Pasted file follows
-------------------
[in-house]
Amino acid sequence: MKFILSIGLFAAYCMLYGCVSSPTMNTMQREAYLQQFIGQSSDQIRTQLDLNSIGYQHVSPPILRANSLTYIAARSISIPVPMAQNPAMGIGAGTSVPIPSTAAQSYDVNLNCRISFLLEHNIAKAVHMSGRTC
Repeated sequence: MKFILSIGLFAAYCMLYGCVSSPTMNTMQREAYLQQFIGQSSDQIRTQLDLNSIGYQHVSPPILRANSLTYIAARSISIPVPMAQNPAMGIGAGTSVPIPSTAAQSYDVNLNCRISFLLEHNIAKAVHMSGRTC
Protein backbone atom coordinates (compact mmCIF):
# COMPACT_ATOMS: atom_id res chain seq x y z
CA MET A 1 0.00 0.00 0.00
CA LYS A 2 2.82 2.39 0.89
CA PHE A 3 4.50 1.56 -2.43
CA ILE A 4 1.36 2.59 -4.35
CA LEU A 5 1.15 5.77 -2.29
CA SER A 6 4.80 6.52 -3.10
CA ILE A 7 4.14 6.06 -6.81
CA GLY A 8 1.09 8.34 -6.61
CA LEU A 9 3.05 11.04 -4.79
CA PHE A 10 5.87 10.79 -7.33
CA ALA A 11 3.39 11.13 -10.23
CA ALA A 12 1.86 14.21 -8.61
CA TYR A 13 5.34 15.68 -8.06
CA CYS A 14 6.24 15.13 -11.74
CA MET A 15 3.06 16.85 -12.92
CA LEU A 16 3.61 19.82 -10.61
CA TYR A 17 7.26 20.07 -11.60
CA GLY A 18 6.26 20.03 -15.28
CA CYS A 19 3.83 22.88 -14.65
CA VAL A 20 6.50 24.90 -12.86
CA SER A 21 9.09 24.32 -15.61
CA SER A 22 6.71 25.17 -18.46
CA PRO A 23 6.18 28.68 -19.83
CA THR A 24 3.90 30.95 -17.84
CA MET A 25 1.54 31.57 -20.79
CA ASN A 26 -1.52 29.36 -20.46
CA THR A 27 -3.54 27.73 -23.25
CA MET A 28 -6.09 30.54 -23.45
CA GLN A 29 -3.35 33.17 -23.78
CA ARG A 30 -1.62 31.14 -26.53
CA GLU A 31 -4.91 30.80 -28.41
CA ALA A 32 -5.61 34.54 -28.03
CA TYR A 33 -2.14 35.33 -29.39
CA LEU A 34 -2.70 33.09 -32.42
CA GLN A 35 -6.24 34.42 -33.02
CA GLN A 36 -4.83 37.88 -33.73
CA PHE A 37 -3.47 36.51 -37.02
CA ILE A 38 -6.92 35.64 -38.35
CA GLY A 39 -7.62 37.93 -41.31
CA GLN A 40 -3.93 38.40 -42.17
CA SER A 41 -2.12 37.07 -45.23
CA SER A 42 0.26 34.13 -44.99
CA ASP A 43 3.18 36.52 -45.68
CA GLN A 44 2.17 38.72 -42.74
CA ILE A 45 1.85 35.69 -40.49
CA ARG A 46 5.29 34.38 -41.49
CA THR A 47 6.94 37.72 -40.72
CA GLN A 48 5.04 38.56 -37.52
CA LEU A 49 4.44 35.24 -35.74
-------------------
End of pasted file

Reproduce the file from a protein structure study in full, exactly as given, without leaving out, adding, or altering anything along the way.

[in-house]
Amino acid sequence: MKFILSIGLFAAYCMLYGCVSSPTMNTMQREAYLQQFIGQSSDQIRTQLDLNSIGYQHVSPPILRANSLTYIAARSISIPVPMAQNPAMGIGAGTSVPIPSTAAQSYDVNLNCRISFLLEHNIAKAVHMSGRTC
Repeated sequence: MKFILSIGLFAAYCMLYGCVSSPTMNTMQREAYLQQFIGQSSDQIRTQLDLNSIGYQHVSPPILRANSLTYIAARSISIPVPMAQNPAMGIGAGTSVPIPSTAAQSYDVNLNCRISFLLEHNIAKAVHMSGRTC
Protein backbone atom coordinates (compact mmCIF):
# COMPACT_ATOMS: atom_id res chain seq x y z
CA MET A 1 0.00 0.00 0.00
CA LYS A 2 2.82 2.39 0.89
CA PHE A 3 4.50 1.56 -2.43
CA ILE A 4 1.36 2.59 -4.35
CA LEU A 5 1.15 5.77 -2.29
CA SER A 6 4.80 6.52 -3.10
CA ILE A 7 4.14 6.06 -6.81
CA GLY A 8 1.09 8.34 -6.61
CA LEU A 9 3.05 11.04 -4.79
CA PHE A 10 5.87 10.79 -7.33
CA ALA A 11 3.39 11.13 -10.23
CA ALA A 12 1.86 14.21 -8.61
CA TYR A 13 5.34 15.68 -8.06
CA CYS A 14 6.24 15.13 -11.74
CA MET A 15 3.06 16.85 -12.92
CA LEU A 16 3.61 19.82 -10.61
CA TYR A 17 7.26 20.07 -11.60
CA GLY A 18 6.26 20.03 -15.28
CA CYS A 19 3.83 22.88 -14.65
CA VAL A 20 6.50 24.90 -12.86
CA SER A 21 9.09 24.32 -15.61
CA SER A 22 6.71 25.17 -18.46
CA PRO A 23 6.18 28.68 -19.83
CA THR A 24 3.90 30.95 -17.84
CA MET A 25 1.54 31.57 -20.79
CA ASN A 26 -1.52 29.36 -20.46
CA THR A 27 -3.54 27.73 -23.25
CA MET A 28 -6.09 30.54 -23.45
CA GLN A 29 -3.35 33.17 -23.78
CA ARG A 30 -1.62 31.14 -26.53
CA GLU A 31 -4.91 30.80 -28.41
CA ALA A 32 -5.61 34.54 -28.03
CA TYR A 33 -2.14 35.33 -29.39
CA LEU A 34 -2.70 33.09 -32.42
CA GLN A 35 -6.24 34.42 -33.02
CA GLN A 36 -4.83 37.88 -33.73
CA PHE A 37 -3.47 36.51 -37.02
CA ILE A 38 -6.92 35.64 -38.35
CA GLY A 39 -7.62 37.93 -41.31
CA GLN A 40 -3.93 38.40 -42.17
CA SER A 41 -2.12 37.07 -45.23
CA SER A 42 0.26 34.13 -44.99
CA ASP A 43 3.18 36.52 -45.68
CA GLN A 44 2.17 38.72 -42.74
CA ILE A 45 1.85 35.69 -40.49
CA ARG A 46 5.29 34.38 -41.49
CA THR A 47 6.94 37.72 -40.72
CA GLN A 48 5.04 38.56 -37.52
CA LEU A 49 4.44 35.24 -35.74